At 8 PM, we finally left back for home. I was again in the bus with Rick and John, asking questions and trying to understand the Tayacs and the Piscataway more, trying to put pieces of what I read with the controversies I was just now hearing about. I knew that the Piscataways were the original inhabitants of what is now Washington, D.C., having used the area around the Anacostia River as a trading area. I knew that they had mostly been wiped out by disease and by genocide. I also knew that they had not been recognized federally as a tribe, and I knew that there had been other bands of Piscataway that operated separately. John talked more about the controversy with the Fergusons and Chief Turkey Tayak, the involvement of Maryland politicians, the struggle to get the burial grounds inside Piscataway National Park recognized. Even now, writing this, I find myself learning, putting into perspective the research I am doing with my own sense of these sweet and wonderful people that I met this evening.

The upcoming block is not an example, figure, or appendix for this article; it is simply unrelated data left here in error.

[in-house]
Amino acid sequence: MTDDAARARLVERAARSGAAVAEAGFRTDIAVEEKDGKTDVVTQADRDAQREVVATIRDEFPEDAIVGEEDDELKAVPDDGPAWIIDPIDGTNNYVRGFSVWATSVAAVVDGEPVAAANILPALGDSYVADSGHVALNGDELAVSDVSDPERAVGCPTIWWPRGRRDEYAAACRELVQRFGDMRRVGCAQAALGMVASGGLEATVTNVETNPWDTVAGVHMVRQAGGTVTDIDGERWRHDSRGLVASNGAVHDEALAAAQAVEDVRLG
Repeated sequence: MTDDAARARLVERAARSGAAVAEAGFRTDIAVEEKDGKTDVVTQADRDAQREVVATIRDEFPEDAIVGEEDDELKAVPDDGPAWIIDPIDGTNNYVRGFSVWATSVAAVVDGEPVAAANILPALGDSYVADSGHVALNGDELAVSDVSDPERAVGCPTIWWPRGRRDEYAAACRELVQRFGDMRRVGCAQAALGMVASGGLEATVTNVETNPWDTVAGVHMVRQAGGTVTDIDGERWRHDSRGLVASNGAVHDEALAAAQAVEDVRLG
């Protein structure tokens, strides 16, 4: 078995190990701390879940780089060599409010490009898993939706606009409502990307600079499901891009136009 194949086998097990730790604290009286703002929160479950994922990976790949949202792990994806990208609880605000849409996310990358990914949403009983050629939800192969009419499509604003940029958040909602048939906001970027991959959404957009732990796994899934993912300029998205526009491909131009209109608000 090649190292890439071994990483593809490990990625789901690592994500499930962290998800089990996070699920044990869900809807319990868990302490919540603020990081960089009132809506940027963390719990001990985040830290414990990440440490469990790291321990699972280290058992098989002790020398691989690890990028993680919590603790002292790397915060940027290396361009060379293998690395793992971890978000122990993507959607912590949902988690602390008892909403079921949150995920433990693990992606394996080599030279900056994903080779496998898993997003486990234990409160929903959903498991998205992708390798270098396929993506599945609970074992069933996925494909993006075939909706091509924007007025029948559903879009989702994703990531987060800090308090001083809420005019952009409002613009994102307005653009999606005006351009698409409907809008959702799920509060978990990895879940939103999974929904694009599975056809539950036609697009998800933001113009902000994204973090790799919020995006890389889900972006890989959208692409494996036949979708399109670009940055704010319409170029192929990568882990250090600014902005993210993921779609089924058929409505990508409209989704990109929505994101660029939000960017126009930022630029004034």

John confesses that one of the problems that the Tayacs face is that they are political radicals; they oppose casinos, they work on broader political issues, and have most obviously formed alliances with indigenous groups in other parts of the hemisphere. They have worked on prison issues and on nuclearization. As I hear this, I take comfort in it. I am curious about their relationship with the Smithsonian, though, an organization that has never been particularly friendly to indigenous concerns. Gabrielle used to work for the Smithsonian, and Mark's art is there in a permanent exhibition on Chesapeake Bay Indians. Little nuances like this interest me. I find the relationship between day laborers, immigrants, whether indigenous or otherwise, and the Piscataways to be especially interesting. While I was disappointed that some of the Woodbridge day laborers did not come, I did take heart that a relationship does exist.